I received a good lesson this morning.
As I left my house, the MUNI app showed me that my bus was just minute away from my stop. I sprinted the two blocks to the bus stop and was happy to see the bus pull up as I was about 10 feet away. I slowed my sprint to a walk and arrived to the door right as it closed and the bus pulled away- the 2 block sprint was lost due to the slow pace of the last few steps.
The takeaway here is that if you’re making an effort to push for a result, continue to push and not let up the intensity until the result is achieved. Driving hard 99% of the way isn’t enough, the only thing that matters is the result, which can be decided by that final 1%. Don’t get comfortable.
"Since public launch, we carefully monitored who was signing up, identifying influencers and those that we knew would make good contributions to the community. Tools like Intercom and Rapportive were very helpful…"
Heard this the other day- “It isn’t about building the best product, it is about building the best business.”
This may sound like blasphemy to a product person- but take a second to consider the statement. Yes, we all want our products to be beautiful and full of useful features. We want to be proud of what we’re building, we want others to say “Your product is the rocks!”
However, we must never forget that the end goal of a product is to support the goals of the business. Sometimes what’s best for the business isn’t what’s best for the product. That is why we’re sometimes forced to cut features or release something that is not our ideal vision.
Always be aware of the current goals of your business and prioritize features accordingly to make sure that your product plans align with your business goals. If the business goes down, your product is going down with it.
Some of the best things in my life have occurred as a result of taking calculated risks. Quitting law school and moving to Scotland to pursue my interest in technology was one, proposing to my wife after only 7 days in person and a month of Skype conversations was definitely another. Now I’m taking one more- quitting a well paying job with stable, flexible hours, a job that I know how to do well, one that has offered me a very generous promotion to stay, in order to become isocket’s first product development manager.
Why am I taking less pay to work more hours, in a new industry, where I would have to prove myself all over again? Because I believe that at this stage of my career, being comfortable is not a good place to be.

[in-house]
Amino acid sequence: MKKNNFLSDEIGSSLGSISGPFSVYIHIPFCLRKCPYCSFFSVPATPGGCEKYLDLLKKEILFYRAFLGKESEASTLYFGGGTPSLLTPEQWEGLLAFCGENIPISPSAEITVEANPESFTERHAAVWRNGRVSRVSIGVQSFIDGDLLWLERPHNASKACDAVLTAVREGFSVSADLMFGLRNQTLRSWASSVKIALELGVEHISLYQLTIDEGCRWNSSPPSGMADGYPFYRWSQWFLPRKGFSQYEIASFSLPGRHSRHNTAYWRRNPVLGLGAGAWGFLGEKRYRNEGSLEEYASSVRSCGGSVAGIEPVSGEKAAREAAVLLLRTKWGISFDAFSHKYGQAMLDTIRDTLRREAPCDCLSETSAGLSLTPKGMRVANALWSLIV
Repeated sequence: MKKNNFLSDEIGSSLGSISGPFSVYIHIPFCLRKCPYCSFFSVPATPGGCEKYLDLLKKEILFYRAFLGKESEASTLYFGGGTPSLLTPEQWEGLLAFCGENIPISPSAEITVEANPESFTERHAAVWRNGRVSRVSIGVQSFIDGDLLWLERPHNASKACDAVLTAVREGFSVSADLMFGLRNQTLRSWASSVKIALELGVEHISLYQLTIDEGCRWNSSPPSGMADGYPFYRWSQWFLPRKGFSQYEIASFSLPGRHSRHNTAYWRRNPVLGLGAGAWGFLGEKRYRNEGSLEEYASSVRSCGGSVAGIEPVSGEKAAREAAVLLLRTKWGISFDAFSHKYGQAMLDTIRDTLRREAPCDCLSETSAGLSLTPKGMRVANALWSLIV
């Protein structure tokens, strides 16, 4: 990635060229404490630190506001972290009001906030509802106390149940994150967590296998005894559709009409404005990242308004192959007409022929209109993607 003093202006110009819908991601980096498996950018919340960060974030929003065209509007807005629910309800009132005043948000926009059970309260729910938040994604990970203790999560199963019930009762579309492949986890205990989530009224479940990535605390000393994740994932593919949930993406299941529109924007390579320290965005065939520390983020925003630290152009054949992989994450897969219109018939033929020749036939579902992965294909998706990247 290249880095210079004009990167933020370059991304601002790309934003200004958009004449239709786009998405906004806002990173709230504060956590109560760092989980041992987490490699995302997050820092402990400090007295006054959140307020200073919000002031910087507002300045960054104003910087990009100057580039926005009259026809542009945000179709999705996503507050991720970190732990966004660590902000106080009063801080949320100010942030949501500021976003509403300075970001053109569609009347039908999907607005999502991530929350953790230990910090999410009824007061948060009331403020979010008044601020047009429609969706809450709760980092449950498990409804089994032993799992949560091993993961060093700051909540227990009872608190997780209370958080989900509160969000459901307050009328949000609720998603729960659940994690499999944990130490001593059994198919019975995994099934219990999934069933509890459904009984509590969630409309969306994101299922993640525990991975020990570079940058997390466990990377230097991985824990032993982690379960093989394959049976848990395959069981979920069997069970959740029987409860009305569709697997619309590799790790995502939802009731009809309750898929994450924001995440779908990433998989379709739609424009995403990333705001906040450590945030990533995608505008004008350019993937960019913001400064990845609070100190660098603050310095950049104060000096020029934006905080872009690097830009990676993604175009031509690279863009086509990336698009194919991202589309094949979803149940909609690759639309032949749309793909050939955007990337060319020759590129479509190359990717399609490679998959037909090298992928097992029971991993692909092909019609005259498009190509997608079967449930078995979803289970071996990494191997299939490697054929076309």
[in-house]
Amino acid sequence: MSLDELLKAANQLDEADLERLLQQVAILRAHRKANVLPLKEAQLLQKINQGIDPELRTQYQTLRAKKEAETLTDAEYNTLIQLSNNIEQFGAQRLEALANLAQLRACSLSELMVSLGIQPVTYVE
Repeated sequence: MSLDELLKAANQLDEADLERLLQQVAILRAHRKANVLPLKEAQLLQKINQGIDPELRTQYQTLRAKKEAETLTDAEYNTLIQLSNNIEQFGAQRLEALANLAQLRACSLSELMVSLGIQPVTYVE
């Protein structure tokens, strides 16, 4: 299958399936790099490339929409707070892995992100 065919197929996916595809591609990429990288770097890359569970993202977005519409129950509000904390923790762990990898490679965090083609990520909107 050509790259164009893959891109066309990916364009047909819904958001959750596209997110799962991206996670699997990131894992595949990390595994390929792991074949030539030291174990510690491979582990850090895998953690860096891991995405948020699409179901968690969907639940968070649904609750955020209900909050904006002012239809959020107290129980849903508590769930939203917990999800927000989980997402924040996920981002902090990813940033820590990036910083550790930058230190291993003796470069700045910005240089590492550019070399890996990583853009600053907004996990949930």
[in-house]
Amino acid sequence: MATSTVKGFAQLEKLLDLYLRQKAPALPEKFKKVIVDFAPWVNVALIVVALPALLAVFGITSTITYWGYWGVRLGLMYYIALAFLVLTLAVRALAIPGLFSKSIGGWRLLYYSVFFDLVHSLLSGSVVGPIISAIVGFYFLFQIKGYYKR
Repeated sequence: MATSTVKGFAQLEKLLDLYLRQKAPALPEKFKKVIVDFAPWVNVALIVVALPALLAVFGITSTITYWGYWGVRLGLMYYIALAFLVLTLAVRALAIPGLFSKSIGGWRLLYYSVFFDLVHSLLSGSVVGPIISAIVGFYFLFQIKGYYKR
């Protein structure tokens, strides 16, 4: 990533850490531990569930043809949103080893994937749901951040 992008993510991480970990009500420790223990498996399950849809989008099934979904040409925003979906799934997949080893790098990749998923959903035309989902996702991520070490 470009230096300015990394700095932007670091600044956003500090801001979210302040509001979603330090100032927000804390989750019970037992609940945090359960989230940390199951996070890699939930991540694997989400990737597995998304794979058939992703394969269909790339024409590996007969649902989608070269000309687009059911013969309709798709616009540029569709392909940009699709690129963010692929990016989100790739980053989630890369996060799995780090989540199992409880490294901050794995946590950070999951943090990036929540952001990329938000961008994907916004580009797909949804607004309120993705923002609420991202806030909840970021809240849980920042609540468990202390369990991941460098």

I have always wanted to work with a startup- to help define a product that will change an industry, to work with an extremely talented and driven team. I want to be the best at what I do. The only way to be the best is by working with people who are the best at what they do. isocket will help me get there. The greatest learning occurs when you challenge yourself- take yourself out of your comfort zone to try something new, this will be an incredible learning opportunity.
I’m not sure what other people would do in my position, but looking at my career and personal goals- I know that for me, pushing myself and taking a risk is the right choice. It will not be easy, it will not always be fun, but in the end I will be a much better product manager, hopefully a better person and will have contributed to an incredible product. I’m extremely excited and can’t wait to get started!
I came across a thread on Hacker News where a user mentioned “Rubber Ducking,” a Software Engineering method of debugging in which the developer explains his code line by line to a toy duck. The idea is that by talking through his code, he is better able to catch errors or solve problems.
I realized that I have been doing something similar to help me solve (or catch) product or UX problems. By vocalizing an issue, you’re looking at it at a deeper level and from a different angle than you would by thinking about it. This is analogous to the old idea that you don’t really understand a concept until you can explain it to someone else.
Here are a few ways that I have used Rubber Ducking (without a rubber duck) to check my UX designs and product ideas:
- explain the issue to another person- the simple act of explaining it to someone else can trigger new ideas or help ID problems.
- write out a step by step scenario of how a user would complete the task that you’re working on. This is especially helpful in finding redundant actions in your user flows.